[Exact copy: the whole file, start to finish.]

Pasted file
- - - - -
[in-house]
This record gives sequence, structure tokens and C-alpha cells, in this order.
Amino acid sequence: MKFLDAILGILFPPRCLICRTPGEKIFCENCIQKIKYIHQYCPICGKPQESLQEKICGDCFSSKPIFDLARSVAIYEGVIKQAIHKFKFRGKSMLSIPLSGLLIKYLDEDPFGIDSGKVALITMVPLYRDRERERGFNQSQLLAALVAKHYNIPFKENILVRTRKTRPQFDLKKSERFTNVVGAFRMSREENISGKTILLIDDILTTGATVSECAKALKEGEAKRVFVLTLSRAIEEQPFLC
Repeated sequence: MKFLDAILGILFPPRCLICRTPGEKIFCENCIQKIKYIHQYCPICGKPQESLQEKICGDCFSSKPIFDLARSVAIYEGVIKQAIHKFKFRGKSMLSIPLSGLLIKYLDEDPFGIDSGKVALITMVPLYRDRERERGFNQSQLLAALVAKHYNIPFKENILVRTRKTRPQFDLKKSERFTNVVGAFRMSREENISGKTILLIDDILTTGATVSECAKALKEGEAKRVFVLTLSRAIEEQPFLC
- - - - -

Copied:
[in-house]
This record gives sequence, structure tokens and C-alpha cells, in this order.
Amino acid sequence: MKFLDAILGILFPPRCLICRTPGEKIFCENCIQKIKYIHQYCPICGKPQESLQEKICGDCFSSKPIFDLARSVAIYEGVIKQAIHKFKFRGKSMLSIPLSGLLIKYLDEDPFGIDSGKVALITMVPLYRDRERERGFNQSQLLAALVAKHYNIPFKENILVRTRKTRPQFDLKKSERFTNVVGAFRMSREENISGKTILLIDDILTTGATVSECAKALKEGEAKRVFVLTLSRAIEEQPFLC
Repeated sequence: MKFLDAILGILFPPRCLICRTPGEKIFCENCIQKIKYIHQYCPICGKPQESLQEKICGDCFSSKPIFDLARSVAIYEGVIKQAIHKFKFRGKSMLSIPLSGLLIKYLDEDPFGIDSGKVALITMVPLYRDRERERGFNQSQLLAALVAKHYNIPFKENILVRTRKTRPQFDLKKSERFTNVVGAFRMSREENISGKTILLIDDILTTGATVSECAKALKEGEAKRVFVLTLSRAIEEQPFLC